Now, as we've mentioned before and I know this kind of headline is a bit longer I'll say no right, space X has a long way to go. Right, they have to launch. I think maybe up to six or seven more of these this year is what Elon Musk said. They have to launch over a dozen just for one Artemis moon landing flight. And they have to demonstrate a lot of refueling techniques like robust ship to ship docking, that sort of thing for the future. So there's still a lot of open questions. But the rate like if they can get through this, this flight, get through the FAA kind of investigation part of it because the FAA is leading an investigation that SpaceX is over, the FAA is overseeing an investigation that SpaceX is leading, which is weird Well, they have to get through that, make whatever fixes and then they're going to, you know, try again, I suppose. So we haven't talked about live support. You know that's a pet peeve of mine. We got to talk about that too.

13:29 - Rod Pyle (Host)
Yeah, we'll just we'll put in a backpack from the dragon, everything will be fine. So, Pascal, part of what we're going to talk about today, I hope, is landing zones, but as long as we're talking about Starship, any any thoughts on this in terms of the great Martian future?

13:44 - Dr. Pascal Lee (Guest)
No, this was a really good account. The only thing I could say is that it's actually normal for the FAA to ask the craft manufacturer to conduct its investigation and then to to rubber stamp, so to speak, or, you know, coming afterwards to understand what went on and and agree that the fix was was a good fix.

14:07 - Tariq Malik (Host)
Yeah, and that's you're right that that is not a new thing, because all of the investigations have been led by SpaceX, and then they identify all the corrective actions and they, they do it. So so we'll see, we'll see. Hopefully, though, the approval process for these flights gets a bit faster and a bit clearer, because it's a lot of from an editorial standpoint, it's a lot of travel expense money to invest into sending someone out there if you don't know if they're going to launch or not. So something a little bit more than a few hours before launch would be great.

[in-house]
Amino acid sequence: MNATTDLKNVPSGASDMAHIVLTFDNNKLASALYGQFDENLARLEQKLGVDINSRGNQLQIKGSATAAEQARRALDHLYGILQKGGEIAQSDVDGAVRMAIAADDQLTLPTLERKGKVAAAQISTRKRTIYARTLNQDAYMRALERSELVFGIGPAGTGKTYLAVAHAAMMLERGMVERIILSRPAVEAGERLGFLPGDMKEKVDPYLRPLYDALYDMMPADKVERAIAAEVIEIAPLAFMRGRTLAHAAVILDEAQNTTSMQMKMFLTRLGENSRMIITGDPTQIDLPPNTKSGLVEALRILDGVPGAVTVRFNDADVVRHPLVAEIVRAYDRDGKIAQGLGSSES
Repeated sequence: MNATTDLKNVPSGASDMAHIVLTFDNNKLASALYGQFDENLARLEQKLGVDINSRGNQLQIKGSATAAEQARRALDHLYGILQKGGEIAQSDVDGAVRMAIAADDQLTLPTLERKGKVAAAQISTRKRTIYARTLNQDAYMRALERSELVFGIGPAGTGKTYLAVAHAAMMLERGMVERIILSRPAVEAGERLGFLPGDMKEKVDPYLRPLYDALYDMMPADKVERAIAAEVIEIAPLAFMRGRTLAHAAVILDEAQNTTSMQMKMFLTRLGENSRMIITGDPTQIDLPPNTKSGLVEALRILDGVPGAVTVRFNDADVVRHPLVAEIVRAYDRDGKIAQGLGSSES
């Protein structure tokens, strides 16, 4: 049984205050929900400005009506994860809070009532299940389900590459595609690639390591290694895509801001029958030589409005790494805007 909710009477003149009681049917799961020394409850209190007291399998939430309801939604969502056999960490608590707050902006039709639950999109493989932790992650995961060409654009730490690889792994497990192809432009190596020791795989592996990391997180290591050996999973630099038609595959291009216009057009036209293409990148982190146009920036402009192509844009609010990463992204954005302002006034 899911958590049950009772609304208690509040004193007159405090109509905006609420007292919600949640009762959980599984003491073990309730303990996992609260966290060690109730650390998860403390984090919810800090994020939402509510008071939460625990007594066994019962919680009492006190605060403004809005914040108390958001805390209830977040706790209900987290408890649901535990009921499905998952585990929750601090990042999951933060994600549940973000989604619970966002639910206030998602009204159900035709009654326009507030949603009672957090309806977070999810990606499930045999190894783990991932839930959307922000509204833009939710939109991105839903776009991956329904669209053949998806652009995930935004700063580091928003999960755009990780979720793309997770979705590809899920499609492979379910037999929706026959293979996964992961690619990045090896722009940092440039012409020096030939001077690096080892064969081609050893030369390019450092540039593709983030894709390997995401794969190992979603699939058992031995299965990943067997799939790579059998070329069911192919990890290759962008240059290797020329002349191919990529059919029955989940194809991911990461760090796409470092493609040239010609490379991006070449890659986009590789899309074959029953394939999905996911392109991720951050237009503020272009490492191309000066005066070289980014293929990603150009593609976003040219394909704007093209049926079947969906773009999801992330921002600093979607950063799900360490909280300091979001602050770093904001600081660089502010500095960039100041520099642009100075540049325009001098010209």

14:35 - Dr. Pascal Lee (Guest)
Were those heat shield tiles that were being shared as well.

14:38 - Tariq Malik (Host)
It's very possible that they're what we saw during the flight and I don't think we have video of this, because it was like an hour and a half long flight is is. You did see a lot of debris pop free from the vehicle. They could have been tiles themselves. They could have been something else because they looked very wispy, almost like like the, the the. What is it? The tilt? Nothing. The? The those covers that they used to put on the thrusters rod for the shuttles. That was a Tyvek.

15:06 - Rod Pyle (Host)
It's almost like they had that kind of Tyvek or Nobex or something. Yeah yeah, it had like that kind of consistency.

15:11 - Tariq Malik (Host)
We could see it during the flight. There was also a lot of what looked like venting from the ship vehicle in space and it wasn't clear if that was actual reaction control system firings or if it was a planned role maneuver or if it was something else you know, as part of like a test. So we're hoping to get a little more clarification in the future. But these, you know, these ships, pascal, they make a lot of them like right, and it's clear that they're. They're trying to do the, the bare bone vehicle to perform those test objectives, to get to what they want. You know, because I would expect during, during, uh, uh, like the actual crude ones, they're going to be a lot more like like soup to nuts lockdown for that sort of thing.

15:56 - Rod Pyle (Host)